You might not think of air pollution as an important risk factor for heart disease, but dirty air does more than make you cough and wheeze.
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The American Heart Association has warned about the dangers of air pollution for many years. Many epidemiological studies (that look at disease patterns) link long-term exposure to air pollution to heart disease.
Now, new studies link atrial fibrillation and blood clots in the lungs with the small particulate matter in air pollution. That raises new concerns about all the ways pollution affects your health.
Small particulates and long-term risk
Air pollution can contain large or small particles of dirt or contaminants. Small particulate matter (defined as particles that have a diameter smaller than 2.5 micrometers) is especially dangerous. It gets past all of your body’s natural barriers and into your lungs.
Many epidemiological studies (that analyze patterns in disease incidence) say that long-term exposure to small particulate air pollution increases the likelihood of developing cardiovascular disease or stroke.
Study on short-term pollution dangers
A recent study based in London focused on short-term effects of air pollution, scanning data from emergency room admissions. Researchers didn’t find links to STEMI heart attacks (the most serious type of heart attack). However, they did find correlations between small-particulate pollution and atrial fibrillation (erratic and extremely fast heartbeat). They also found links to pulmonary embolism, a potentially deadly condition that involves blog clots in the lungs.
The study further showed an association between exposure to a specific element in smog (nitrogen dioxide) and cardiac disease-related hospital admissions.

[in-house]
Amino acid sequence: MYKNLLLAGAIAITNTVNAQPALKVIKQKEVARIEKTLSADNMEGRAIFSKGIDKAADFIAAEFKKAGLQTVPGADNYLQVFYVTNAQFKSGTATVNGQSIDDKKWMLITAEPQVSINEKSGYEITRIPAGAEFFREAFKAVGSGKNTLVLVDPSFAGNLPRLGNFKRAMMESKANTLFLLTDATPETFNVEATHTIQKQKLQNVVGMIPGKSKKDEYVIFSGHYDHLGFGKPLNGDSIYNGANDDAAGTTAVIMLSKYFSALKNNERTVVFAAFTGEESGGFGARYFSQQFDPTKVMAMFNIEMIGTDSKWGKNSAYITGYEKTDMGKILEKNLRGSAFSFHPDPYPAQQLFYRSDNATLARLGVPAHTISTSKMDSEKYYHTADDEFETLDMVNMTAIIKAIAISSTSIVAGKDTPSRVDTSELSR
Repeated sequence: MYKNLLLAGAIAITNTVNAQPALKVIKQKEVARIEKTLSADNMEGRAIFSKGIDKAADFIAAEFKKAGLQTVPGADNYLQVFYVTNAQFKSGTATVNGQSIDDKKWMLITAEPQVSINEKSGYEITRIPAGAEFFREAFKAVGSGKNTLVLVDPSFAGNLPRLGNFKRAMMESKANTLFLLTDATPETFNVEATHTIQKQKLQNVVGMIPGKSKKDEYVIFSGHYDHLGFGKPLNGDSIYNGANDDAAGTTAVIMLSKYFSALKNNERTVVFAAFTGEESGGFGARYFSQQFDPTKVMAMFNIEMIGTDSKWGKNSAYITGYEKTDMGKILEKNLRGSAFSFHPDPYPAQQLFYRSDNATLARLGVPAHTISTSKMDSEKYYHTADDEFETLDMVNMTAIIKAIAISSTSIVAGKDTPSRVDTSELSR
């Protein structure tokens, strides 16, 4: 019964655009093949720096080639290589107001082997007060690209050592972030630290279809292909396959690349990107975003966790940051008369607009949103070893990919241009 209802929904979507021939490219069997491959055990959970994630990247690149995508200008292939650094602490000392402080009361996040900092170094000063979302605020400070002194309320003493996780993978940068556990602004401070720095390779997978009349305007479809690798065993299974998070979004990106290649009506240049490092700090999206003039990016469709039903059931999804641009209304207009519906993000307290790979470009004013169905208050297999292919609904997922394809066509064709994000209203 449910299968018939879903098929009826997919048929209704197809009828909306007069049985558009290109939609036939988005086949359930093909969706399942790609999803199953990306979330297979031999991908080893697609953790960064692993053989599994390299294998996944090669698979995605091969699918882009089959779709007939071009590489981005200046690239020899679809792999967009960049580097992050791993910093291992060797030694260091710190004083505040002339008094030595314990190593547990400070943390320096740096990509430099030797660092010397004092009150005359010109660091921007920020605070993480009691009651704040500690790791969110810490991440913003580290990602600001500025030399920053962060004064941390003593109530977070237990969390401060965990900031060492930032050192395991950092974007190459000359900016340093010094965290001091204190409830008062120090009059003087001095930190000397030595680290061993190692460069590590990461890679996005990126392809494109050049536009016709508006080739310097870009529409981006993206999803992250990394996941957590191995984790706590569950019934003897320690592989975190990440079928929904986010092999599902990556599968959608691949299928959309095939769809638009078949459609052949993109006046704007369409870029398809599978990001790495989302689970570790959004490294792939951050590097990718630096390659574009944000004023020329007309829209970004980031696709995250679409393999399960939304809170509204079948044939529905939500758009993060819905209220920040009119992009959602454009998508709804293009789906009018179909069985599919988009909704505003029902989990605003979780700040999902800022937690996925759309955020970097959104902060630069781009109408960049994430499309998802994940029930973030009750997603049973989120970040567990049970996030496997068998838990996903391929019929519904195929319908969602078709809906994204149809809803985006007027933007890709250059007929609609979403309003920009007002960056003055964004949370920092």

Lessons still being learned
Benico Barzilai, MD, Head of the Section of Clinical Cardiology in the Department of Cardiovascular Medicine at Cleveland Clinic, did not participate in the study but he reviewed it. He says the correlation between air pollution and heart-related outcomes is not a simple one and more study is needed. “Although this article did not find correlation with STEMI and stroke, it did find a correlation with air pollution and atrial fibrillation or irregular heartbeat, and pulmonary embolism.”
Dr. Barzilai says more studies will help answer many questions about exactly how air pollution affects heart health. “We need more studies to clearly understand this,” he says.
Meanwhile, he adds, all the existing data confirms, “that the lower the particulate levels in the air, the better for our health. And efforts to lower air pollution or to limit exposure to air pollution are beneficial.”
Limiting your risk
When air pollution reaches unhealthy levels, anyone at risk — particularly patients with heart problems — should avoid outdoor activities.
You can help protect yourself from heart disease by learning about unexpected risk factors. Make sure to take care of your teeth and get enough sleep, for example.
Meanwhile, it’s important to continue being vigilant about well-studied risk factors such as diet and blood pressure. There is a lot you can do to reduce your risks.